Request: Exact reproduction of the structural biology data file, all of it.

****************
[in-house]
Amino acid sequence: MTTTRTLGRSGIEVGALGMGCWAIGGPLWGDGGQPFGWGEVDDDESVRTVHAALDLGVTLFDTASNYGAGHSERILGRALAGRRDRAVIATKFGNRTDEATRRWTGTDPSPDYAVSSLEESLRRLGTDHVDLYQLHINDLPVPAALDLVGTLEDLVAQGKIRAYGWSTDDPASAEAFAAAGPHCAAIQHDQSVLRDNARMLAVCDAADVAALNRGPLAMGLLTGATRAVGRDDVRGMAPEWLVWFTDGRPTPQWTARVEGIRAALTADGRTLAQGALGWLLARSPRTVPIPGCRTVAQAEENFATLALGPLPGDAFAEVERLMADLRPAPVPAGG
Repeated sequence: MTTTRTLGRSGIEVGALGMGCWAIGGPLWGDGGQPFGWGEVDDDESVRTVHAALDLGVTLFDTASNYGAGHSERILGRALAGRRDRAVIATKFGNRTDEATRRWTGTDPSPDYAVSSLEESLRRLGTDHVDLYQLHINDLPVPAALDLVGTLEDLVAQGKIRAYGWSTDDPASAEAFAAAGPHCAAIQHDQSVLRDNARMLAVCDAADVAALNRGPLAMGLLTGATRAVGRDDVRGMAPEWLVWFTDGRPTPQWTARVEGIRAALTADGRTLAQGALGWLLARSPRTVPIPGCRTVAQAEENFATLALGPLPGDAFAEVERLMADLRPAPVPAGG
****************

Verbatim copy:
[in-house]
Amino acid sequence: MTTTRTLGRSGIEVGALGMGCWAIGGPLWGDGGQPFGWGEVDDDESVRTVHAALDLGVTLFDTASNYGAGHSERILGRALAGRRDRAVIATKFGNRTDEATRRWTGTDPSPDYAVSSLEESLRRLGTDHVDLYQLHINDLPVPAALDLVGTLEDLVAQGKIRAYGWSTDDPASAEAFAAAGPHCAAIQHDQSVLRDNARMLAVCDAADVAALNRGPLAMGLLTGATRAVGRDDVRGMAPEWLVWFTDGRPTPQWTARVEGIRAALTADGRTLAQGALGWLLARSPRTVPIPGCRTVAQAEENFATLALGPLPGDAFAEVERLMADLRPAPVPAGG
Repeated sequence: MTTTRTLGRSGIEVGALGMGCWAIGGPLWGDGGQPFGWGEVDDDESVRTVHAALDLGVTLFDTASNYGAGHSERILGRALAGRRDRAVIATKFGNRTDEATRRWTGTDPSPDYAVSSLEESLRRLGTDHVDLYQLHINDLPVPAALDLVGTLEDLVAQGKIRAYGWSTDDPASAEAFAAAGPHCAAIQHDQSVLRDNARMLAVCDAADVAALNRGPLAMGLLTGATRAVGRDDVRGMAPEWLVWFTDGRPTPQWTARVEGIRAALTADGRTLAQGALGWLLARSPRTVPIPGCRTVAQAEENFATLALGPLPGDAFAEVERLMADLRPAPVPAGG